You say it “pat de fwee” (more or less). Try and say it with a French accent, otherwise, you’ll sound like Daffy Duck. Pate de fruits is French for fruit paste. See, that’s why we so often stick with the French names. Pate de fruits sounds refined and mysterious. Fruit paste sounds pedestrian and sort of like a mistake.
If you’ve not had pate de fruits before, let me tell you what they are not. They are not orange slices, gummy bears, gummy worms, gummy Life Savers or any of those other gummy-type, overly sweetened, artificially flavored odd chewy candies. No, my friends, pate de fruits are little jewels of concentrated fruit flavor. When made correctly, the texture when you bite into one is initial resistance followed by a smooth bite–almost like biting into a smooth chocolate truffle. They are the perfect balance of fruity tartness and sweetness. The magic of making pate de fruits is making sure you have just the right amount of thickening power, in the form of pectin, to let them set up into slick, slice-able jewel-toned tiles of fruit flavor without overdoing it and ending up with something a little chewy.
The basic recipe is pretty straightforward. The trick is in knowing the perfect amount of pectin to use for each kind of fruit. Since most fruit contains pectin at different concentrations, the amount you must add differs for most types of fruit. Professional pastry chefs have access to recipes that are specifically formulated for each type of fruit puree a particular manufacturer sells. I have one of these magical sheets at my disposal, and I am going to share some of that magic with you now. No need to thank me.
Before I let you in on the secrets, let me just say that, while it’s not hard to make pate de fruits, it’s not really easy, either. There is a lot of stirring and cooking of thick, viscous, bubbling molten fruit and sugar. I’ve gotten some lovely burns from exuberantly burbling pre-pate-de-fruits, so if you’re going to make some, be careful and be prepared for it to take quite awhile–maybe up to 45 minutes to an hour of stirring.
This magical list of recipes is based on purees produced by Boiron. They are available on the web from Marky’s, and I would recommend you purchase some since you might not get the desired results if you use a different puree. There are recipes out there formulated to work with home ingredients, so if you’d rather try one of those recipes, it won’t hurt my feelings.
Let’s make raspberry:
- 1000 g. Boiron raspberry puree (1 container)
- 1140 g. sugar
- 200 g. corn syrup
- 15 g. citric acid diluted in 15 g. water (or 15 g. lemon juice)
- 20 g. powdered pectin
- Mix about 100 g. of sugar with the pectin. Whisk them together really well. This helps keep your pate de fruits from having pectin globs in it. So do it.
- Heat the puree to 120 degrees. F.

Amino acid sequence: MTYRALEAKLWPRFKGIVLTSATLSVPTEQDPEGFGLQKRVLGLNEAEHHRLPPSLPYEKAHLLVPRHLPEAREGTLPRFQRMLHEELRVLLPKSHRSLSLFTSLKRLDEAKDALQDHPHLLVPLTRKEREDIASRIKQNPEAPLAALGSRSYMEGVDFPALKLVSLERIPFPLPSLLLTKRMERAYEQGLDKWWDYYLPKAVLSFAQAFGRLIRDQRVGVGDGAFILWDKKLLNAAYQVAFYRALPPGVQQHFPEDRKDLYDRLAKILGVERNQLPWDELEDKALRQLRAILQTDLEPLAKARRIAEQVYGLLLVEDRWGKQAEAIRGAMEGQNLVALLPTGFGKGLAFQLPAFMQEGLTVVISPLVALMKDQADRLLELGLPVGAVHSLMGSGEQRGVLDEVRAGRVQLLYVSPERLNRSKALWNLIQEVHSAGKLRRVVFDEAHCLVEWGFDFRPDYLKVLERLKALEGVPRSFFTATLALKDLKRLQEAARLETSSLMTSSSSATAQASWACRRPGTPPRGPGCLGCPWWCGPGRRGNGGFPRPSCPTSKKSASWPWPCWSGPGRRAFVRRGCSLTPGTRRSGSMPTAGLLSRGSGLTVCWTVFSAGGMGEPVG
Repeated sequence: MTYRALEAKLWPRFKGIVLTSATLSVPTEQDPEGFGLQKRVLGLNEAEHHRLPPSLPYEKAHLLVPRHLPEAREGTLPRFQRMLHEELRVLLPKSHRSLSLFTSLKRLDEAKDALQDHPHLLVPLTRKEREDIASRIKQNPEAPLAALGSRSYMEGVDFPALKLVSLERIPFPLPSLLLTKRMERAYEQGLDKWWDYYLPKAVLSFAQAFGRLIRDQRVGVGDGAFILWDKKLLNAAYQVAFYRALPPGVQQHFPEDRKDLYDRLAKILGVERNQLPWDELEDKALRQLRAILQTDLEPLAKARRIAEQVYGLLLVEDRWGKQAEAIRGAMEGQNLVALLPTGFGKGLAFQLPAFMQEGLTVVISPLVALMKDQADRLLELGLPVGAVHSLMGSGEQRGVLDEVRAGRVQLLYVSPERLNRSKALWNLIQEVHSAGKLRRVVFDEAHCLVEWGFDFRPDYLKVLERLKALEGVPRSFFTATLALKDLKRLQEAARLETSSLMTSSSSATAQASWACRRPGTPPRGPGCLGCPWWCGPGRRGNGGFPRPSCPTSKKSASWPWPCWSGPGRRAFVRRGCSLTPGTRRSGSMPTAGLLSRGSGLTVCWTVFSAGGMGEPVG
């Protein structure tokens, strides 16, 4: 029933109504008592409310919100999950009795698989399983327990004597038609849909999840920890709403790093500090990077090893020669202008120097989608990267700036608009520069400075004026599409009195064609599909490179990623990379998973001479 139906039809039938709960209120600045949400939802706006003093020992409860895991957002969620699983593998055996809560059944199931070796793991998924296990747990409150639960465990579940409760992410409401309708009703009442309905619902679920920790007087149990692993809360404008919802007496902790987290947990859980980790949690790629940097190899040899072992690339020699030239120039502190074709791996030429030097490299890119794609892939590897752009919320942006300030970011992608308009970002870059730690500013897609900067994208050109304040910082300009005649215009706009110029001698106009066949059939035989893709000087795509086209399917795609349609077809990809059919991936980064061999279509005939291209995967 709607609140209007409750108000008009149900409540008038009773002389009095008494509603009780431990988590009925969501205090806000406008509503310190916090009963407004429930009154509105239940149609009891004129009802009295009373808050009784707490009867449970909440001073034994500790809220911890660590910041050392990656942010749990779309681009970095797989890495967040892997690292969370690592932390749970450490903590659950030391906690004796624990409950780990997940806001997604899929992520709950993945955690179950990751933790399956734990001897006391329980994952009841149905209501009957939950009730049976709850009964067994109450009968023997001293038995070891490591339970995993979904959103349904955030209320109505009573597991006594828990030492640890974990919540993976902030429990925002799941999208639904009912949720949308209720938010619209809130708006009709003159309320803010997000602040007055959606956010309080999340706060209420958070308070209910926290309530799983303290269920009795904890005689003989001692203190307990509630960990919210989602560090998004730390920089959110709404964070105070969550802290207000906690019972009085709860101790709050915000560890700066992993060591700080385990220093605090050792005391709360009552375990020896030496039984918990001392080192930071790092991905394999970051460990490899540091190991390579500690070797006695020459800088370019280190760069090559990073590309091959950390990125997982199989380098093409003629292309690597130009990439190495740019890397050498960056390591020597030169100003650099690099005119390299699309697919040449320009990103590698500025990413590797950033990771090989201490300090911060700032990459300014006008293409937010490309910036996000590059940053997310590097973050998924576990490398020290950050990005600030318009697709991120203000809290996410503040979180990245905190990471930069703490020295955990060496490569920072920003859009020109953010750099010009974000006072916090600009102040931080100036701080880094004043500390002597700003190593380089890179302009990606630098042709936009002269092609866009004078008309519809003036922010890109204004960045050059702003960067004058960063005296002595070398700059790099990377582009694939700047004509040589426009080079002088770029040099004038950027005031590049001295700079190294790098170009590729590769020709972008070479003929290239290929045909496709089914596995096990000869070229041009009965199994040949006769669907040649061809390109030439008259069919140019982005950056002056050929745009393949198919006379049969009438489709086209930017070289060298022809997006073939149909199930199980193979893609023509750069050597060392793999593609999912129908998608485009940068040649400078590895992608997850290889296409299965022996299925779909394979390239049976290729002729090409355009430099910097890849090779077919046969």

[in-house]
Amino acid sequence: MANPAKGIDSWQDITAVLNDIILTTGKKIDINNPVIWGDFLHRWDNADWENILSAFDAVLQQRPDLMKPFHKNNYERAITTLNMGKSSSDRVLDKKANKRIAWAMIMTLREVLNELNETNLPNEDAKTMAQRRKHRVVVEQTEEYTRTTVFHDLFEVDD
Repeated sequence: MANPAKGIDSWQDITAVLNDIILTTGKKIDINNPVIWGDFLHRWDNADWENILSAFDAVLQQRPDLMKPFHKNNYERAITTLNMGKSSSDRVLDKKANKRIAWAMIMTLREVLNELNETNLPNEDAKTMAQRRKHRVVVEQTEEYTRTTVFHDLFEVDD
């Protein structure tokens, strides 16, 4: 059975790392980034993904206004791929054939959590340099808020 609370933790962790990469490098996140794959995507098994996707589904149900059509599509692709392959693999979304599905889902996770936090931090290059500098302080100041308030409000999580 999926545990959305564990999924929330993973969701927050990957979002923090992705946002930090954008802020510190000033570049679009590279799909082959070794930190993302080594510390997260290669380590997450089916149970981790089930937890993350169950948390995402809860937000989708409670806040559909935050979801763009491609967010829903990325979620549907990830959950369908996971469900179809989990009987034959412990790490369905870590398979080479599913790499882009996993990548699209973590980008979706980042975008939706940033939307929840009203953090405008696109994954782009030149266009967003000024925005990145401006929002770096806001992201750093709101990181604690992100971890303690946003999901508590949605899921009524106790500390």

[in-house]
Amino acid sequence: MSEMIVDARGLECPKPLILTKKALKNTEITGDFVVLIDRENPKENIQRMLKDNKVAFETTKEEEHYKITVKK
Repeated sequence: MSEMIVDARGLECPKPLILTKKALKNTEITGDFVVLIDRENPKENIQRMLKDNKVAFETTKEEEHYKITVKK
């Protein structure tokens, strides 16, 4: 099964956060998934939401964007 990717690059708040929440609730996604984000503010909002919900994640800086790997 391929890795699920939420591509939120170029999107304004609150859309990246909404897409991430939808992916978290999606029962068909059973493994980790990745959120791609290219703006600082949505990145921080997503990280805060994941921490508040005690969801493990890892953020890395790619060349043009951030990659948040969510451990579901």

- Whisk and whisk, and add the pectin/sugar mixture. Bring to a boil and let boil one minute.
- Add the corn syrup and the rest of the sugar. Cook to 223 degrees, F. This could take a very long time. Your thermometer will read 218, and you’ll think, “Oh, I’m almost there!” Wipe that grin off your face; this is going to take some time, so settle in and make sure you’re wearing long sleeves.
- Stir in the citric acid/water mixture or the lemon juice. Cook one more minute.
- Pour into a half-sheet pan which you have lined with heavy duty plastic wrap. Let set up at room temperature until cool and sliceable. This could take a few hours. Once firm, slice them into small squares, or cut out fun shapes with tiny cookie cutters. Roll them in granulated sugar. For “Sourpatch” pate de fruits, mix a little citric acid in with the sugar (to taste) and roll them in that mixture.
Pate de fruits…..sigh. I hate those orange slices. These are nothing like those. Two or three along with some short bread or langues du chat make a perfect little treat after a big meal. We used to present them with the check, in place of that Andes mint you usually get out at restaurants.
Oh, the other flavors: I have recipes for everything from apricot to white peach to quince to kiwi. If you’d like to make some of your very own pate de fruits, email me with the flavor you’d like to make. If I have that formula on my magical list, I’ll send it your way.
PS A lovely person from Colville Street Patisserie just let me know that the Boiron folks are now making these formulas available on their website! Yay! They aren’t exactly like the ones I have, but then again, mine are a little older. I’m still happy to send a few formulas your way, but the full range is available here. To get the PdF formulas, click on confectioners. Don’t stop there, though. Click on any–or all–of the four .pdf files to learn all sorts of wonderful formulas for everything to fruit mousse to fruit ice creams to fruit ganache. Now, go play! You’re welcome.
If you purchase from this widget, know that these are affiliate links. It won’t cost you any more, but I’ll get a few cents on the dollar to help feed our cats. Thanks! PS Those dessicant packs will allow you to store your lovely pates de fruit without their getting all soggy. We used to use them at the restaurant, and they work like a charm.